Cost-Cutting Axe Swings For Loyalty Rewards
Companies are trying to cut costs wherever they can. Employees? Pack your bags. Budgets? Slashed like your Prime Day prices. Birthday loyalty rewards? “Happy bday, now here’s how much you owe us.”
The Associated Press has reported several birthday rewards being toned down:
- Dunkin’ Donuts stopped their free drink last fall — offering triple loyalty points instead.
- Sephora now requires a $25 minimum purchase to claim their gift online.
- Red Robin requires a minimum $4.99 dine-in purchase for a free burger.
GlobalData’s MD Neil Saunders thinks “businesses are looking at all costs right now… to reduce expenses” (Axios). And loyalty rewards, while enhancing brand value, are at higher risk — due to the challenge of measuring their direct sales impact.
Customer satisfaction or earnings?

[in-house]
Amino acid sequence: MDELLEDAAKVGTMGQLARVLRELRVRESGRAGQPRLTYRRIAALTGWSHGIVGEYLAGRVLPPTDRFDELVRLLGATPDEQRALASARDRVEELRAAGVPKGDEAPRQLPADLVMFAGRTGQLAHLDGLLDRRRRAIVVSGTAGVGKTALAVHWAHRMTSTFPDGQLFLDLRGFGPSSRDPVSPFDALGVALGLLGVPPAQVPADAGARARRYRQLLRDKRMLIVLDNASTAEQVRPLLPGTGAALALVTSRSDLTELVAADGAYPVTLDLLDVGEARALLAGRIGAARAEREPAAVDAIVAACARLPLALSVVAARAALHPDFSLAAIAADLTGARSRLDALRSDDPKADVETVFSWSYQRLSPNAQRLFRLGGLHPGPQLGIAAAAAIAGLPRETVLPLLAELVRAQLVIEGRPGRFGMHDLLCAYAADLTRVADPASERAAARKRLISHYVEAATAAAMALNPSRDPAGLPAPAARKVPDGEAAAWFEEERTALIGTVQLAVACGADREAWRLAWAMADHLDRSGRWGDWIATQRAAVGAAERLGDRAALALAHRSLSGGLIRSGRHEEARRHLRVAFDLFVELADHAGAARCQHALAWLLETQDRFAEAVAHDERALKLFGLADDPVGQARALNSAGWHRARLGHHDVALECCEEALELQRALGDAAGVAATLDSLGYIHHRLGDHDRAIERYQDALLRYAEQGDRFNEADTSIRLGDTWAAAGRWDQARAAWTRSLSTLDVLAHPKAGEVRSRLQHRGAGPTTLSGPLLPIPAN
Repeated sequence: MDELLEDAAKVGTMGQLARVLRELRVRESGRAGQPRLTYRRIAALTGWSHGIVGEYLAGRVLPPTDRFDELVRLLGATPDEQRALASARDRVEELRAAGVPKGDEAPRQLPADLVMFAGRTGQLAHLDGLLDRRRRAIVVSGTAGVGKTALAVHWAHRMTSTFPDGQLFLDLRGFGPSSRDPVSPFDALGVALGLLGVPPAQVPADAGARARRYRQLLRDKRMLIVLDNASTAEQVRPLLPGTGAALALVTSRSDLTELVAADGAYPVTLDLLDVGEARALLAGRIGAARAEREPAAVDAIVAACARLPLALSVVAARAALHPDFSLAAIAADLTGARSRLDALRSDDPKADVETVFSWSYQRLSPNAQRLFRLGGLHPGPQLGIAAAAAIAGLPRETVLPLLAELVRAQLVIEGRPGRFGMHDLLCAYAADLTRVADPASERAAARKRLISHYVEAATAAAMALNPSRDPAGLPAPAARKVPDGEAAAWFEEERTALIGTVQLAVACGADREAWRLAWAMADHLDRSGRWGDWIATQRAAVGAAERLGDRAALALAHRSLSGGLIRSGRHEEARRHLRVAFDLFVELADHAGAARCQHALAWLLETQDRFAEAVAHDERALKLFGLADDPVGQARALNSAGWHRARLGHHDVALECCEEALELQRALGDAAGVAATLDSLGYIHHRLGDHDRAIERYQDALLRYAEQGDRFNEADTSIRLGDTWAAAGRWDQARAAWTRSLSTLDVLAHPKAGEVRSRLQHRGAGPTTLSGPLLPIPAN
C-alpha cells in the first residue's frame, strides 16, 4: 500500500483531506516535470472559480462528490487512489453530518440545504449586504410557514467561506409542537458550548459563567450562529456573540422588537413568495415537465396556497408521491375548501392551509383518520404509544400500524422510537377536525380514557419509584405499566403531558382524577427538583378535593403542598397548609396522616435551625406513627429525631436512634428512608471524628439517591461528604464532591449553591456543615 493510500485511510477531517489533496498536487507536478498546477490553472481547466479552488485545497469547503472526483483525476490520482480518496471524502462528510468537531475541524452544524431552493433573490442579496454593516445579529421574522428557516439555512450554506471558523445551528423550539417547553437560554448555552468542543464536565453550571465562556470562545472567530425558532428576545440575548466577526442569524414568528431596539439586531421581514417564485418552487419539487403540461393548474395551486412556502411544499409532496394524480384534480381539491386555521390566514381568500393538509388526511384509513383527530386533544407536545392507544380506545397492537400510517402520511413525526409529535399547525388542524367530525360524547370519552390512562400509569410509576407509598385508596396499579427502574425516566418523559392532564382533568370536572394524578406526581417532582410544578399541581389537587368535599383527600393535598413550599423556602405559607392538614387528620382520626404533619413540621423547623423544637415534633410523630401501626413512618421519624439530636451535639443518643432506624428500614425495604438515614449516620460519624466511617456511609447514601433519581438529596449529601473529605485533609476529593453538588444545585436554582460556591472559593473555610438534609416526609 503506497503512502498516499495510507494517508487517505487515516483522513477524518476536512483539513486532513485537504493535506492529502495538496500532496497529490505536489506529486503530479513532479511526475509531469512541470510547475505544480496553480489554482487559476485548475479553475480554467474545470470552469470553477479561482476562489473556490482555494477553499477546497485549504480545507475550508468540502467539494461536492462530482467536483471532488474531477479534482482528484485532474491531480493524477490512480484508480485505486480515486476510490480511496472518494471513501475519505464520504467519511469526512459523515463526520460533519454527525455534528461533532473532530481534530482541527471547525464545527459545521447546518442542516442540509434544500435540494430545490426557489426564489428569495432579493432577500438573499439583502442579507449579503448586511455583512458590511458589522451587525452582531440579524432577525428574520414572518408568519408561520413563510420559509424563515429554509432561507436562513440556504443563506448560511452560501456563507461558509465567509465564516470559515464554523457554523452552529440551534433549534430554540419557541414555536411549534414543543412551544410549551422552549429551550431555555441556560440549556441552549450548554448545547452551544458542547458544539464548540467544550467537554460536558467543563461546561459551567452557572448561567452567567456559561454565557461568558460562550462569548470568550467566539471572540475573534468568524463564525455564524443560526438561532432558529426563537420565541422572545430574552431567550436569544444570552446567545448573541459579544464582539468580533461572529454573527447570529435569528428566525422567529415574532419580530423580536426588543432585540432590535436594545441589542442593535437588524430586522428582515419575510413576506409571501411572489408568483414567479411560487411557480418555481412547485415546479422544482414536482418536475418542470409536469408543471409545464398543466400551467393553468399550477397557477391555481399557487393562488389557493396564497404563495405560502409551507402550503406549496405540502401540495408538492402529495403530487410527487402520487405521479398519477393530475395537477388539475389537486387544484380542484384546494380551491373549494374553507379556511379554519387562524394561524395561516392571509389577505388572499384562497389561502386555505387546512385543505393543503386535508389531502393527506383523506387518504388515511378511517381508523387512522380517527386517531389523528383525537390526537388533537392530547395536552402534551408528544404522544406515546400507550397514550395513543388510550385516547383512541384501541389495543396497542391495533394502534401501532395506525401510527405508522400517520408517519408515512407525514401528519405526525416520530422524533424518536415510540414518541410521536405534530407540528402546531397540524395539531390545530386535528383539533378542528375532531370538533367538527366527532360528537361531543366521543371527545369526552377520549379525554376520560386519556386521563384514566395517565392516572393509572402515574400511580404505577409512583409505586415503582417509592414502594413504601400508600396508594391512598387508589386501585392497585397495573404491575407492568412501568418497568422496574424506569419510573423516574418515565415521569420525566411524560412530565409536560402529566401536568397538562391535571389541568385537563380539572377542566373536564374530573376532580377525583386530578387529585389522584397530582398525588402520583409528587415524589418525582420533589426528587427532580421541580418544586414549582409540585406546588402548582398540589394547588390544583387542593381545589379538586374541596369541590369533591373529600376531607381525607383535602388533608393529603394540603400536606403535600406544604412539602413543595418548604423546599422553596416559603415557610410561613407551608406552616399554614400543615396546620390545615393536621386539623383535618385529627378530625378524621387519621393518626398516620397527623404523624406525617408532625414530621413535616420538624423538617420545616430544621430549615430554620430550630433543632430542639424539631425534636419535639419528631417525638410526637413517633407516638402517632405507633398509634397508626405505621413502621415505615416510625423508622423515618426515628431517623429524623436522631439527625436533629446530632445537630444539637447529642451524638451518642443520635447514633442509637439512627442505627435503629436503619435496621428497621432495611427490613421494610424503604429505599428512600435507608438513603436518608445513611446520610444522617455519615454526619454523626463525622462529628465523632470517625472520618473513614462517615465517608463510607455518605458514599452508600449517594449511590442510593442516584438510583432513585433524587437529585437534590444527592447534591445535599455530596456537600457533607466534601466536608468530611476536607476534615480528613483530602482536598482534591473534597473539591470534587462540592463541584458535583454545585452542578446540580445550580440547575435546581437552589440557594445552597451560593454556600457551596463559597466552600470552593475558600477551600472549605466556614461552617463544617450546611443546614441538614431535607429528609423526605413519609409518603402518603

Companies choose earnings. Times are lean, and execs have shareholders to keep happy — becoming more stingy in the past year (beyond birthday perks).
- Loyalty programs: Earlier this year, Starbucks (NASDAQ:SBUX) changed how many stars are needed for rewards.
- Travel rewards: Airlines have made redeeming points more difficult or are requiring more points for free flights.
- No-cost returns: Several large retailers have removed free return options or reduced the time window to qualify.
In 2022, logistics platform Narvar found that 41% of companies had a return fee — up from 33% in 2021 — driven by a slowdown in e-commerce sales. But for the travel industry, a lack of award seats results from too much demand and operational issues that cancel or delay flights. All about that bottom line — and keeping it in the green.